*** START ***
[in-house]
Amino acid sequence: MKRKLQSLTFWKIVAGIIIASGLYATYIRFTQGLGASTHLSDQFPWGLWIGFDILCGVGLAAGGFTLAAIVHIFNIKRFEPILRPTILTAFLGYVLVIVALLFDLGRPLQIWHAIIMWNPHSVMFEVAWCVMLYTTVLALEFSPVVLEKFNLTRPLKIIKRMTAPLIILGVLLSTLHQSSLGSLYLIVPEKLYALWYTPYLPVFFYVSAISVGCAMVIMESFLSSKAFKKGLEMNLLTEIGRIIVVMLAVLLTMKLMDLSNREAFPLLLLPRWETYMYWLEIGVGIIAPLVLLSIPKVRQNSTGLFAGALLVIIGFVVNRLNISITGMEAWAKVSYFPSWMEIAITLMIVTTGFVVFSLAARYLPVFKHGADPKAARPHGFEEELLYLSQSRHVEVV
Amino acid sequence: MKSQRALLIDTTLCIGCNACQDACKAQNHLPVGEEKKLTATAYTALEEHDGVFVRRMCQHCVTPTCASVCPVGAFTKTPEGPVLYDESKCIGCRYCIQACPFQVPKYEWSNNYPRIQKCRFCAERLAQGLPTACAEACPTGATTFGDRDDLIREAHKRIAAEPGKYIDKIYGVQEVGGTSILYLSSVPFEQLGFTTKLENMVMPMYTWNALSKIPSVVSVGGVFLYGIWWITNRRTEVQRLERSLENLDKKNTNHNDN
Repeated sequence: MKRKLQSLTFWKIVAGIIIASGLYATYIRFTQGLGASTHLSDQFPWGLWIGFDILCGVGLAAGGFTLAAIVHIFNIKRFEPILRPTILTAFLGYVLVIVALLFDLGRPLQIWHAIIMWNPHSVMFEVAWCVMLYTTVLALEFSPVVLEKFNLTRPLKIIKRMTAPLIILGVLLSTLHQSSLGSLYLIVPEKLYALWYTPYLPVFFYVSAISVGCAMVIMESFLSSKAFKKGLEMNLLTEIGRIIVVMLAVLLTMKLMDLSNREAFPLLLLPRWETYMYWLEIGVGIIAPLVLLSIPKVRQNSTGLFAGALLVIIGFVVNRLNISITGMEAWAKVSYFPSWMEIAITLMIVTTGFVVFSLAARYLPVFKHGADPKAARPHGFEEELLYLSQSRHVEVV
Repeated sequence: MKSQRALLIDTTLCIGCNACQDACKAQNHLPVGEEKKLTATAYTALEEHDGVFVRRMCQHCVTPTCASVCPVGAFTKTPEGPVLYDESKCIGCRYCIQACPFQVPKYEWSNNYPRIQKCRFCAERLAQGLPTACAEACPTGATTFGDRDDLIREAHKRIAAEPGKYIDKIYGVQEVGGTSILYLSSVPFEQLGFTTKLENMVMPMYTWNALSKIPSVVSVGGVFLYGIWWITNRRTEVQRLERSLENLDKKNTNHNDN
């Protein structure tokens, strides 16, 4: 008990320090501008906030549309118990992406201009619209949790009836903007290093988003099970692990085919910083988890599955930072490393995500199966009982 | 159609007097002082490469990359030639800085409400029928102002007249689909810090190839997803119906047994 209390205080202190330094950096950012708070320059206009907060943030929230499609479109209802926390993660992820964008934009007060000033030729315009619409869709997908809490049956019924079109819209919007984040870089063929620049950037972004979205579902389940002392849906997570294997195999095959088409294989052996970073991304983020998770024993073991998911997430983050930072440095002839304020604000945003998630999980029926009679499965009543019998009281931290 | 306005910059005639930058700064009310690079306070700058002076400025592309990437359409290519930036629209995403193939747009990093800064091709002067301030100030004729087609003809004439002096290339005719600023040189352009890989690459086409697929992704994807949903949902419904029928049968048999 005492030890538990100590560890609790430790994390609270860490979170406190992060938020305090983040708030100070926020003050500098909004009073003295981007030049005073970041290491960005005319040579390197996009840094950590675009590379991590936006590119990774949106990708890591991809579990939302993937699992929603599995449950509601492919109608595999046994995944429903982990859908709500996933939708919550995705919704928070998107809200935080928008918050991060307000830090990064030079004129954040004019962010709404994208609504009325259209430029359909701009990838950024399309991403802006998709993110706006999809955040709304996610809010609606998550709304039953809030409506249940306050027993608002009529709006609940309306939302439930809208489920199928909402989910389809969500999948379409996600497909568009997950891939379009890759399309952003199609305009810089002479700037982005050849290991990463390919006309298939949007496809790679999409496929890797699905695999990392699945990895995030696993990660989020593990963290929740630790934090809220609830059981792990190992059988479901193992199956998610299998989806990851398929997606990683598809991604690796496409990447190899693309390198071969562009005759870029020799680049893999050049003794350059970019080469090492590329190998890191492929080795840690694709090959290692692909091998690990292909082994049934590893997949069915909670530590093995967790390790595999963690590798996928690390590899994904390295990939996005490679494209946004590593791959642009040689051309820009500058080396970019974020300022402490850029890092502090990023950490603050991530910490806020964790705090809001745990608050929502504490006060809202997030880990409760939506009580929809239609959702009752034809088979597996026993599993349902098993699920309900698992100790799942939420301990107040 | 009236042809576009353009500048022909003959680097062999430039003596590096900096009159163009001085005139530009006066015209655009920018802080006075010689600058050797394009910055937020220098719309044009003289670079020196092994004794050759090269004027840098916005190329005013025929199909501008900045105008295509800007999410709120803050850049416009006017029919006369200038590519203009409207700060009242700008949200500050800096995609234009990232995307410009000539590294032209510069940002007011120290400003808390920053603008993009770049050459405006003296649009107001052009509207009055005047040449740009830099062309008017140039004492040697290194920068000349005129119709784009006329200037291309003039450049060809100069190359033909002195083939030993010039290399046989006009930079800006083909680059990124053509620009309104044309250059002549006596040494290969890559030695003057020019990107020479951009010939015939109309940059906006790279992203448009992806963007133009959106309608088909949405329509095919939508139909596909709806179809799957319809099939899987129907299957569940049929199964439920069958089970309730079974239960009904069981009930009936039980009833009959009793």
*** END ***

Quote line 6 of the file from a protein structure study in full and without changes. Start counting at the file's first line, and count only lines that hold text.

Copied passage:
């Protein structure tokens, strides 16, 4: 008990320090501008906030549309118990992406201009619209949790009836903007290093988003099970692990085919910083988890599955930072490393995500199966009982 | 159609007097002082490469990359030639800085409400029928102002007249689909810090190839997803119906047994 209390205080202190330094950096950012708070320059206009907060943030929230499609479109209802926390993660992820964008934009007060000033030729315009619409869709997908809490049956019924079109819209919007984040870089063929620049950037972004979205579902389940002392849906997570294997195999095959088409294989052996970073991304983020998770024993073991998911997430983050930072440095002839304020604000945003998630999980029926009679499965009543019998009281931290 | 306005910059005639930058700064009310690079306070700058002076400025592309990437359409290519930036629209995403193939747009990093800064091709002067301030100030004729087609003809004439002096290339005719600023040189352009890989690459086409697929992704994807949903949902419904029928049968048999 005492030890538990100590560890609790430790994390609270860490979170406190992060938020305090983040708030100070926020003050500098909004009073003295981007030049005073970041290491960005005319040579390197996009840094950590675009590379991590936006590119990774949106990708890591991809579990939302993937699992929603599995449950509601492919109608595999046994995944429903982990859908709500996933939708919550995705919704928070998107809200935080928008918050991060307000830090990064030079004129954040004019962010709404994208609504009325259209430029359909701009990838950024399309991403802006998709993110706006999809955040709304996610809010609606998550709304039953809030409506249940306050027993608002009529709006609940309306939302439930809208489920199928909402989910389809969500999948379409996600497909568009997950891939379009890759399309952003199609305009810089002479700037982005050849290991990463390919006309298939949007496809790679999409496929890797699905695999990392699945990895995030696993990660989020593990963290929740630790934090809220609830059981792990190992059988479901193992199956998610299998989806990851398929997606990683598809991604690796496409990447190899693309390198071969562009005759870029020799680049893999050049003794350059970019080469090492590329190998890191492929080795840690694709090959290692692909091998690990292909082994049934590893997949069915909670530590093995967790390790595999963690590798996928690390590899994904390295990939996005490679494209946004590593791959642009040689051309820009500058080396970019974020300022402490850029890092502090990023950490603050991530910490806020964790705090809001745990608050929502504490006060809202997030880990409760939506009580929809239609959702009752034809088979597996026993599993349902098993699920309900698992100790799942939420301990107040 | 009236042809576009353009500048022909003959680097062999430039003596590096900096009159163009001085005139530009006066015209655009920018802080006075010689600058050797394009910055937020220098719309044009003289670079020196092994004794050759090269004027840098916005190329005013025929199909501008900045105008295509800007999410709120803050850049416009006017029919006369200038590519203009409207700060009242700008949200500050800096995609234009990232995307410009000539590294032209510069940002007011120290400003808390920053603008993009770049050459405006003296649009107001052009509207009055005047040449740009830099062309008017140039004492040697290194920068000349005129119709784009006329200037291309003039450049060809100069190359033909002195083939030993010039290399046989006009930079800006083909680059990124053509620009309104044309250059002549006596040494290969890559030695003057020019990107020479951009010939015939109309940059906006790279992203448009992806963007133009959106309608088909949405329509095919939508139909596909709806179809799957319809099939899987129907299957569940049929199964439920069958089970309730079974239960009904069981009930009936039980009833009959009793």